Click here to view the article on Trove: http://nla.gov.au/nla.news-article116668904

 

 

Coo-ee March: Introduction

Gilgandra Route March (Daily Telegraph, 16 Oct. 1915)

Route of the March (Daily Telegraph 16/10/1915)

The  320 miles (515 km) “Coo-ee” recruitment march left Gilgandra with 25 marchers on Sunday, 10th October, 1915, stopping in each town and village along the route to be welcomed by local officials and members of each community, and to hold recruiting speeches to increase their ranks, and arrived in Sydney on Friday, 12th November, 1915 with its numbers increased to 263 marchers.  This march started a snowball of other similar recruitment marches in late 1915 and early 1916.

The Sydney Morning Herald  (13 November 1915, p. 20) reported the following official figures ‘of the men who actually signed on (after medical examination), between Gilgandra and Sydney:- Gilgandra, 35; Dubbo, 13; Wongarbon, 12; Geurie, 6; Wellington, 31; Stuart Town, 1; Euchareena, 1; Molong, 4; Parkes, 5; Orange, 19; Millthorpe, 2; Blayney, 11; Bathurst, 17; Glanmire, 1; Yetholme, 1; Wallerawang, 3; Lithgow, 19; Blackheath, 2; Katoomba, 11; Leura, 1; Lawson, 10; Springwood, 5; Penrith, 4; Parramatta, 27; Ashfield, 22; total, 263’.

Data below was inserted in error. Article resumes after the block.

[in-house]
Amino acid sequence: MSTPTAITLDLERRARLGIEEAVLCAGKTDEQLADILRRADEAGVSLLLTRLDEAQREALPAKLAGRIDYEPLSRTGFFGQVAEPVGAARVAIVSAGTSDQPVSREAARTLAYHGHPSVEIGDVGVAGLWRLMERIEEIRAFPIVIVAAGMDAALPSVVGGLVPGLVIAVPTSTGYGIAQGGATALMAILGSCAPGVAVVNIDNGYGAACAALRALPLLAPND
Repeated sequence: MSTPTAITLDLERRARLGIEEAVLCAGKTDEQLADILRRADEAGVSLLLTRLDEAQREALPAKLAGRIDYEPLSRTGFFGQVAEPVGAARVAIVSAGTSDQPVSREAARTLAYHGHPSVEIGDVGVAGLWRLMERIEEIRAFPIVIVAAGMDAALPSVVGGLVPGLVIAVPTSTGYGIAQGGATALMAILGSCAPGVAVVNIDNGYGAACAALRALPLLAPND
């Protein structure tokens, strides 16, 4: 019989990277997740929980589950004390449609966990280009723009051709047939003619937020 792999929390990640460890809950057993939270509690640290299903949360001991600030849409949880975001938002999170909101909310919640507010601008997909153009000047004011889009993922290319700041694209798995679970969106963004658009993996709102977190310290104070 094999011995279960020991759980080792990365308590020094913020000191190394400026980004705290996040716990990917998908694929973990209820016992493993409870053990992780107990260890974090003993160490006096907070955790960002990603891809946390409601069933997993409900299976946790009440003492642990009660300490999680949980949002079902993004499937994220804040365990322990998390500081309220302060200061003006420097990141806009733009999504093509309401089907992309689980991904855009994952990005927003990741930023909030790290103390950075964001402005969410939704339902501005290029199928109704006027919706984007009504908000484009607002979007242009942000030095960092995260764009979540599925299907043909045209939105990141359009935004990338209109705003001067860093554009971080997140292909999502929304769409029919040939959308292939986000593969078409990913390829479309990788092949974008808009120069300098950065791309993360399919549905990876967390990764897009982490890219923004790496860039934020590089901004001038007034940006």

Following is the route and timetable of the march: Sunday, Oct. 10,  Balladoran ; Monday, Oct. 11,  Eumungerie ; Tuesday, Oct. 12,  Mogriguy ; Wednesday, Oct. 13,  Dubbo ; Thursday, Oct. 14,  Wongarbon ; Friday, Oct. 15,  Geurie ; Saturday, Oct. 16-Sunday, Oct. 17,  Wellington ; Monday, Oct. 18,  Dripstone ; Tuesday, Oct. 19,  Stuart Town ; Wednesday, Oct. 20,  Euchareena ; Thursday, Oct. 21,  Boomey ; Friday, Oct. 22,  Molong ; Saturday, Oct. 23-Sunday, Oct. 24,  Orange ; Monday, Oct. 25,  Milthorpe ; Tuesday, Oct. 26,  Blayney ; Wednesday, Oct. 27,  Bathampton ; Thursday, Oct. 28,  Bathurst ; Friday, Oct. 29,  Yetholme ; Saturday, Oct. 30-Sunday, Oct. 31, Wallerawang ; Monday, Nov. 1-Tuesday, Nov. 2,  Lithgow ; Wednesday Nov. 3, Little Hartley ; Thursday, Nov. 4,  Mt. Victoria ; Friday, Nov. 5,  Katoomba ; Saturday, Nov. 6-Sunday, Nov. 7,  Lawson, Monday, Nov. 8,  Springwood ; Tuesday, Nov. 9,   Penrith ; Wednesday, Nov. 10, Parramatta ; Thursday, Nov. 11, Ashfield ; Friday, Nov. 12, Sydney.

An account of the march on a day by day basis will follow initially in this blog.  It will be based mostly on articles from The Farmer and Settler, which were provided by Stanley E. Stephens, who was the son of the editor of this newspaper sent to be the official correspondent to cover the march, and who also joined the Coo-ees as a recruit at Gilgandra.